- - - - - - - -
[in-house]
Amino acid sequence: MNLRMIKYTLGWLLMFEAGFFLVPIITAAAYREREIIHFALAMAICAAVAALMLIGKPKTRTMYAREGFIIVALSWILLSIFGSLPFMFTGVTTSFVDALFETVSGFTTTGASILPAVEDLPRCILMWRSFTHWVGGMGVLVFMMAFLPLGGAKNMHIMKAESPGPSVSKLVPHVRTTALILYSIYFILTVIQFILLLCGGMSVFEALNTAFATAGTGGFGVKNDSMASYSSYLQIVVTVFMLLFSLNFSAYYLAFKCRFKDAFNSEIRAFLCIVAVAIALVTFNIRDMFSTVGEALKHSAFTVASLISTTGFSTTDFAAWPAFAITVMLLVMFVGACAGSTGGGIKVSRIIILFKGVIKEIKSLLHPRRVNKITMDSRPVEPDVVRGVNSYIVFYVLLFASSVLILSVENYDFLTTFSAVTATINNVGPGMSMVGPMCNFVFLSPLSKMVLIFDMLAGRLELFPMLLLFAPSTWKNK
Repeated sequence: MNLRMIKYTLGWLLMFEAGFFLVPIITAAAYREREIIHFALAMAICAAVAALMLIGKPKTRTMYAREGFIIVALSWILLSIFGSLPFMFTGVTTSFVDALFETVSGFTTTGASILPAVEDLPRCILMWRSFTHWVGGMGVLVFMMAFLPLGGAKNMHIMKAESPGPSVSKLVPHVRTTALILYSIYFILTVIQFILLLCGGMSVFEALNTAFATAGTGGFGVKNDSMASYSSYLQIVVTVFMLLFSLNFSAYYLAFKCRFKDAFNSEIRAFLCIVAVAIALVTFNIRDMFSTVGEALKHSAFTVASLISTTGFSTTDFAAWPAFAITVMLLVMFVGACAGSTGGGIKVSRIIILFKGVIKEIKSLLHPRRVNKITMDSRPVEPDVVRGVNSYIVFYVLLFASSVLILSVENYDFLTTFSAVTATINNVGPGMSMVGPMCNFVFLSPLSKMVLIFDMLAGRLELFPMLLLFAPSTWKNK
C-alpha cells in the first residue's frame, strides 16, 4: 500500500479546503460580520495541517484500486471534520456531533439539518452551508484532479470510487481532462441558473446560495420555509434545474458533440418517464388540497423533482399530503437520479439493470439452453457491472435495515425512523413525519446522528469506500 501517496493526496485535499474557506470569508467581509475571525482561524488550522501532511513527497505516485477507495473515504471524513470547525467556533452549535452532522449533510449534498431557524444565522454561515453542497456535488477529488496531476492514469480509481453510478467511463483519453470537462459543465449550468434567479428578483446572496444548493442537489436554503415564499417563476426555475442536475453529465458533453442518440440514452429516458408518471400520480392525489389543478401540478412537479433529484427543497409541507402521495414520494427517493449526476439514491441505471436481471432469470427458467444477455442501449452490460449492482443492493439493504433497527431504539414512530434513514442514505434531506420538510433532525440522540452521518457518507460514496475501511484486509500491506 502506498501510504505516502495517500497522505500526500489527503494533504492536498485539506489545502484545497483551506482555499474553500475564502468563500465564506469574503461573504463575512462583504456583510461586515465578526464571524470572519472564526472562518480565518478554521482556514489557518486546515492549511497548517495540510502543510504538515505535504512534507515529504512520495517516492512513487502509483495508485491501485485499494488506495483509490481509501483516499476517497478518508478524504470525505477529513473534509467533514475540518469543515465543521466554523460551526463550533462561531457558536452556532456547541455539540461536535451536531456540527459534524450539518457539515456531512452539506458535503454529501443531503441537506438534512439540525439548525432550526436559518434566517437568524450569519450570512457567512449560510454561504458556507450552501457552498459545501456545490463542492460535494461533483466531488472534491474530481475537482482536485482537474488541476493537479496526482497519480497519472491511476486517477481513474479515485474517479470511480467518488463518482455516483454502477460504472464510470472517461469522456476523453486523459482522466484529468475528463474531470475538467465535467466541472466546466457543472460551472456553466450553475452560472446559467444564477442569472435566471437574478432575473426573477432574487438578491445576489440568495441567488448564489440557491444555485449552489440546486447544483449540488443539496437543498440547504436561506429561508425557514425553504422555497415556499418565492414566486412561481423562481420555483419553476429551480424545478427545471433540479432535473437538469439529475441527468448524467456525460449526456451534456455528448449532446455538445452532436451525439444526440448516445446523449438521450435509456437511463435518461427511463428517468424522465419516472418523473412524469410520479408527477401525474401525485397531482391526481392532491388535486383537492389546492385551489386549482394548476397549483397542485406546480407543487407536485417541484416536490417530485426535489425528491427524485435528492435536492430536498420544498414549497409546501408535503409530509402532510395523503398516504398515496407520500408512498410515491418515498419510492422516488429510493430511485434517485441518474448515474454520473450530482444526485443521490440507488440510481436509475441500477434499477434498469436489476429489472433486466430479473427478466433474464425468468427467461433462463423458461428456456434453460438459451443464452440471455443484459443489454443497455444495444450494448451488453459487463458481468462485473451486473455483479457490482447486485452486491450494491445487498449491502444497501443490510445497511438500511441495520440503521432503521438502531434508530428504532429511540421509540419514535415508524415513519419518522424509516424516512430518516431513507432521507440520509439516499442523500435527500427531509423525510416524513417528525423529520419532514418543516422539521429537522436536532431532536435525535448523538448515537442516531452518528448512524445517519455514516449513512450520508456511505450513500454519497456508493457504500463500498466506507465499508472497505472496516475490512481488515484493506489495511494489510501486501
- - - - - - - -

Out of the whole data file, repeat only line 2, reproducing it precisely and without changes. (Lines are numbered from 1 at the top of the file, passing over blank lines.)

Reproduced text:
Amino acid sequence: MNLRMIKYTLGWLLMFEAGFFLVPIITAAAYREREIIHFALAMAICAAVAALMLIGKPKTRTMYAREGFIIVALSWILLSIFGSLPFMFTGVTTSFVDALFETVSGFTTTGASILPAVEDLPRCILMWRSFTHWVGGMGVLVFMMAFLPLGGAKNMHIMKAESPGPSVSKLVPHVRTTALILYSIYFILTVIQFILLLCGGMSVFEALNTAFATAGTGGFGVKNDSMASYSSYLQIVVTVFMLLFSLNFSAYYLAFKCRFKDAFNSEIRAFLCIVAVAIALVTFNIRDMFSTVGEALKHSAFTVASLISTTGFSTTDFAAWPAFAITVMLLVMFVGACAGSTGGGIKVSRIIILFKGVIKEIKSLLHPRRVNKITMDSRPVEPDVVRGVNSYIVFYVLLFASSVLILSVENYDFLTTFSAVTATINNVGPGMSMVGPMCNFVFLSPLSKMVLIFDMLAGRLELFPMLLLFAPSTWKNK